Parfrey: More than rumors. More than a few books were published circulating that turned out to be total nonsense regarding The Process Church; that they were behind, somehow, the Manson murders, and after that The Son of Sam murders, and many more. It intrigued me that somehow there was an apocalyptic death cult circulating around the world in silent murder missions, but they somehow never got caught or fingered for their supposed crimes.

The real story, I discovered, is not as sensational, perhaps, but far more interesting, as far as I'm concerned. The cult dynamics, the secret matriarchal force behind it, and its risky and strange gnostic theology. For years, (musician) Genesis Breyer P-Orridge talked about doing a book of Process magazines and literature, but after he introduced me to one of the main guys in the group, and heard all his stories, I felt that these never-before-heard sagas would be a better and more interesting centerpiece for a book.

Tribune: Timothy Wyllie, the former member who wrote the book on the Process Church, now says it was a cult. Some people regard that as a derogatory term. Based on your research, do you see any difference between unconventional movements and cults?

Parfrey: What is a 'cult'? A spiritual organization not yet big enough to be called a 'religion'? One could certainly argue that this is the case.

The Process Church was certainly a 'cult,' having authoritarian leaders and members who followed an unorthodox theology. The next question one might ask is: 'Are all cults evil?' I don't think so. Ex-Process Church members I've spoken with have mixed feelings about their time with the group, but many feel that it was the best time of their life. Sometimes there are things one can gain from a group that one would not be able to access independently.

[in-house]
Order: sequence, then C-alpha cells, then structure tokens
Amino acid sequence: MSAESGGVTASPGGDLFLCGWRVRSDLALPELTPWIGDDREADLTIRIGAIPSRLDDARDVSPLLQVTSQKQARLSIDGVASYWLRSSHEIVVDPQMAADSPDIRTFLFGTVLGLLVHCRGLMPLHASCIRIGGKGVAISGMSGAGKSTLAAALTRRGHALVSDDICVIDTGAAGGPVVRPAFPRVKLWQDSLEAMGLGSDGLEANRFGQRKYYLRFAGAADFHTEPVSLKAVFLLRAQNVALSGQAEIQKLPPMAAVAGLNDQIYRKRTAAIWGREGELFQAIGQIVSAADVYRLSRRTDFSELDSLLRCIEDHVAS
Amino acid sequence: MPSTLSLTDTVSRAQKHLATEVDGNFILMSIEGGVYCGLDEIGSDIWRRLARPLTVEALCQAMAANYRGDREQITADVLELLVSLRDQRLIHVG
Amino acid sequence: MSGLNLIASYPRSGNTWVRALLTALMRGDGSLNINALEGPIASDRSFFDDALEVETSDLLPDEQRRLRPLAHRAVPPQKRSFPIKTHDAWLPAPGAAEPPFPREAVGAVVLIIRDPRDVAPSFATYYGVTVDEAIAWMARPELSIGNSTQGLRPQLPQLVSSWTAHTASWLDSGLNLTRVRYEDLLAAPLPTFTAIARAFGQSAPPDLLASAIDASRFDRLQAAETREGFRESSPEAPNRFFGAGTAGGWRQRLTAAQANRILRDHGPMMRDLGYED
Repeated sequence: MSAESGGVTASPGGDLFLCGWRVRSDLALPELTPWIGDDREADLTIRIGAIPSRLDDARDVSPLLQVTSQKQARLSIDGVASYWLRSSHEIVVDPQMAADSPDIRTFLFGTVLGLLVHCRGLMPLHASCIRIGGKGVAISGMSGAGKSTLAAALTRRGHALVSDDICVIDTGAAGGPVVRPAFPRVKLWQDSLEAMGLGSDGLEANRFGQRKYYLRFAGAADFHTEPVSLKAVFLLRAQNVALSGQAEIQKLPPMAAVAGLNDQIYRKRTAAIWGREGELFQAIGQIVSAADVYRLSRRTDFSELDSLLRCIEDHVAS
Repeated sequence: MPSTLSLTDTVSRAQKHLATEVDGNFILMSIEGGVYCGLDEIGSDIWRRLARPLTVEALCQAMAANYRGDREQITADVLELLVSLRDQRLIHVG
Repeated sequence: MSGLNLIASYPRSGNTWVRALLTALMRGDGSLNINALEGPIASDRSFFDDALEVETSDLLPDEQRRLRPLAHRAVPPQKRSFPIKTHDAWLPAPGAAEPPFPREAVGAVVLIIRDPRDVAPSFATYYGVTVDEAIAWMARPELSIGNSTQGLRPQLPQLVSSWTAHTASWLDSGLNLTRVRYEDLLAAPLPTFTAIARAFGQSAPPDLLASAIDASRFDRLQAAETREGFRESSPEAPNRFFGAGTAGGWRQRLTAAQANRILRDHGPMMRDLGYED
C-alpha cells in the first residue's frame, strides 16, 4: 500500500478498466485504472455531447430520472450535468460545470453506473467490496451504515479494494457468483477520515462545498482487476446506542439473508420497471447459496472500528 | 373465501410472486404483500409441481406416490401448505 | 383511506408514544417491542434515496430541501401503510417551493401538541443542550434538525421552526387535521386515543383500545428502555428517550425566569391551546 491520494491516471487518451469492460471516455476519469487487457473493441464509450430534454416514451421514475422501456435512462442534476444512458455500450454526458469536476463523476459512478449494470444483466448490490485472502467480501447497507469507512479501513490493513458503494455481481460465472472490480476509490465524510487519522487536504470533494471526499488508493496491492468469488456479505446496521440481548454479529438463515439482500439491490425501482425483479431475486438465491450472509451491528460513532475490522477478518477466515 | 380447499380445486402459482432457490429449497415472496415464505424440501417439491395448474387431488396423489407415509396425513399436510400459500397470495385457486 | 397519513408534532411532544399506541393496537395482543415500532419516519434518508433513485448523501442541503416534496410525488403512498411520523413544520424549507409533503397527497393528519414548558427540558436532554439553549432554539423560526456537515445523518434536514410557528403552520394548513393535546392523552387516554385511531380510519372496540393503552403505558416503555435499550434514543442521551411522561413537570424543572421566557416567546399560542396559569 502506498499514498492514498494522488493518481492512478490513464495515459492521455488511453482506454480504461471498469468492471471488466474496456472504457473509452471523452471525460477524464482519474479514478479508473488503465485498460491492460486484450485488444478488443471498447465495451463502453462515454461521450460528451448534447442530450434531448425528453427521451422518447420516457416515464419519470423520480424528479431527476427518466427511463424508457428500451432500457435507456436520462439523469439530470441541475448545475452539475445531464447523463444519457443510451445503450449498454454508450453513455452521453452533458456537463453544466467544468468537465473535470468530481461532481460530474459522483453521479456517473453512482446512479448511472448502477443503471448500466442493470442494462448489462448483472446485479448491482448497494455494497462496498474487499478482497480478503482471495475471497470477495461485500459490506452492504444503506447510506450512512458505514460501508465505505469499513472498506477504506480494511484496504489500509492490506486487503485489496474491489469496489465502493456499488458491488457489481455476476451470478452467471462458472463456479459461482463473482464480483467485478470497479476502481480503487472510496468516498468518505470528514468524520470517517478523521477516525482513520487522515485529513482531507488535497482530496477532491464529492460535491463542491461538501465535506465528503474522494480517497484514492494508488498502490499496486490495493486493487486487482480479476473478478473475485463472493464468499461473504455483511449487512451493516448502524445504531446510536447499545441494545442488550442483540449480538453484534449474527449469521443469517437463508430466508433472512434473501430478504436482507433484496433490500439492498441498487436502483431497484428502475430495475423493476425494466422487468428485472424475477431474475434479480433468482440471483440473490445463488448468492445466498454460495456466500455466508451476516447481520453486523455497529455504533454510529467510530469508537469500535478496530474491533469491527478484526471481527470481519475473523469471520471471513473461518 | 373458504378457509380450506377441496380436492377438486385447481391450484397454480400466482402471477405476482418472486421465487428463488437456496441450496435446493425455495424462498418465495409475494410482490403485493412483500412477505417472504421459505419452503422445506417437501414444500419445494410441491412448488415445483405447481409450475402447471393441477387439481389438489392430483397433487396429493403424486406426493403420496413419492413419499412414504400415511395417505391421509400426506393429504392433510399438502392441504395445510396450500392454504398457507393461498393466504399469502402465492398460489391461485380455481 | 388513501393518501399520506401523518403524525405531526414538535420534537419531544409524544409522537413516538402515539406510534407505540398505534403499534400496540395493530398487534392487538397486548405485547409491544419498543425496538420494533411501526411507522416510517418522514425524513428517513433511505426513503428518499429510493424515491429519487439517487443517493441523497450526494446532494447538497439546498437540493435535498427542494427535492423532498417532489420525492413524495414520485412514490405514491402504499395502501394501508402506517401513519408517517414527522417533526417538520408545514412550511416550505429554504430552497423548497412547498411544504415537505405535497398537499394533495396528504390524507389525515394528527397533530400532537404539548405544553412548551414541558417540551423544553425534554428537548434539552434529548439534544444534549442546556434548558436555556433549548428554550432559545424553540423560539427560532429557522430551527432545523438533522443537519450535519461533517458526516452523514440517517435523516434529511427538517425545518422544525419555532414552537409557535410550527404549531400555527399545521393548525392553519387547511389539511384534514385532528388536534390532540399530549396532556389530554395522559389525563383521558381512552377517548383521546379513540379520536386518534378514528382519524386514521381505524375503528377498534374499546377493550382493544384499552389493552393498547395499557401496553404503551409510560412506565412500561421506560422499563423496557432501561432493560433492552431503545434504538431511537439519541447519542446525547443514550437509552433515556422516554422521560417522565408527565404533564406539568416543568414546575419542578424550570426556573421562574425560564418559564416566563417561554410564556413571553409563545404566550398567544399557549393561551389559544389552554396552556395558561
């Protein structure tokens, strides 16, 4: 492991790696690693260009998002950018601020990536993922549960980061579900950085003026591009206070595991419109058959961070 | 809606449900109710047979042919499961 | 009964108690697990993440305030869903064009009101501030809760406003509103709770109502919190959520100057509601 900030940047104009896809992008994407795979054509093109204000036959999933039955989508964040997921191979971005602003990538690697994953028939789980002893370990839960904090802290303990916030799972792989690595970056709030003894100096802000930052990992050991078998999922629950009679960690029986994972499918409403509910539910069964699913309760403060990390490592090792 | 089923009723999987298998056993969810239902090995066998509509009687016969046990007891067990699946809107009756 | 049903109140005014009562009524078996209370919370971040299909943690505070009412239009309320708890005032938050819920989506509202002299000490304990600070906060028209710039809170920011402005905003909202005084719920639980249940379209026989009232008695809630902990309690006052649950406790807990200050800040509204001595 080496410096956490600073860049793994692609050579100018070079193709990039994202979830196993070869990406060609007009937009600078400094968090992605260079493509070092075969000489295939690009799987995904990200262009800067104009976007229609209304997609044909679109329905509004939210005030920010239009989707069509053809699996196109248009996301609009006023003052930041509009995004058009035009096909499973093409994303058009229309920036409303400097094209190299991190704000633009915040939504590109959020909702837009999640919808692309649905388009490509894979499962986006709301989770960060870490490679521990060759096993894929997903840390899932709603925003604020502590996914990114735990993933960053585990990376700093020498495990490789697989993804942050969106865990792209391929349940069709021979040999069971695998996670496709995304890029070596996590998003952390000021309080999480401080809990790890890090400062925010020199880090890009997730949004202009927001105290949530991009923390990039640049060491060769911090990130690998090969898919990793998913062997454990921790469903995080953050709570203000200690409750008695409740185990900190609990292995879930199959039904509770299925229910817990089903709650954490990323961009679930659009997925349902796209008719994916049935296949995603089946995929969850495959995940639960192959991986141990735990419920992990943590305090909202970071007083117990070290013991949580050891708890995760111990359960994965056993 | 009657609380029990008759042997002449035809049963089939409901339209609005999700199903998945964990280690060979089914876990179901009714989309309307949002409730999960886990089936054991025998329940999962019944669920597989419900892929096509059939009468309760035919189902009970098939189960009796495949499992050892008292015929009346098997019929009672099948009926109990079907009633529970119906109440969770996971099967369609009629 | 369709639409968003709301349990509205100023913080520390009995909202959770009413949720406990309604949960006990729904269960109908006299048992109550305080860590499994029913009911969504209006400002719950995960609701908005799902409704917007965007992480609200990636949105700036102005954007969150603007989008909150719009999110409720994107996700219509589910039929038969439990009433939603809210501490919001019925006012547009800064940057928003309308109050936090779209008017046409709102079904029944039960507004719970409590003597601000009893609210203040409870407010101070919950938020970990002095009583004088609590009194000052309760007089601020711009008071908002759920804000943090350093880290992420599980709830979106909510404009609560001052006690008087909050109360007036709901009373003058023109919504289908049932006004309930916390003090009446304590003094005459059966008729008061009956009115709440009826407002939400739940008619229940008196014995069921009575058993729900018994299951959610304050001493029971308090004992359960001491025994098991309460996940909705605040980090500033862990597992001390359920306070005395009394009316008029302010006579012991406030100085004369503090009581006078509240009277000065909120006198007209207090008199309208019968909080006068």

Tribune: You've run Feral House out of both Los Angles and Portland. What do you think of Portland?

Parfrey: I love Portland, and spent four years there, and miss it. The reasons I left Portland were more personal than having to do with the city itself.

Tribune: Now you're living in the much smaller town of Port Townsend, Wash. What prompted you to move there and how do you like it?

Parfrey: My wife, Jodi, and I are very interested in becoming more self-reliant, and I do some farming up in our acres in the Port Townsend area. We travel frequently for events such as the one coming to Portland Nov. 1.

Tribune: Are there any other groups or movements you're interested in now?

Parfrey: Jodi and I are publishing a book titled 'The Modern Utopian' by Richard Fairfield, which explores a lot of the '60s and '70s communes and cults, and back to the earth groups that seem to be coming back today big time. It will be brought out by Process Media, a separate publishing company. By the way, the name is coincidental and certainly not affiliated with the Process Church.

Tribune: What can people who attend your Nov. 1 show at Mississippi Studios expect?

Parfrey: An amazing group (of musicians) led by Dave Nuss of the No Neck Blue Band recreates The Process Church ritual and hymns, which are both beautiful and fascinating.

We're also showing an excerpt from (musician) William Morrison's not-yet finished feature documentary about The Process, and author Timothy Wyllie will present a slide show about The Process Church, after which I'll lead a question and answer with him and audience members.

To my mind, this is quite an exciting event.

Editor's note: Feral House published Jim Redden's 2000 book, 'Snitch Culture.'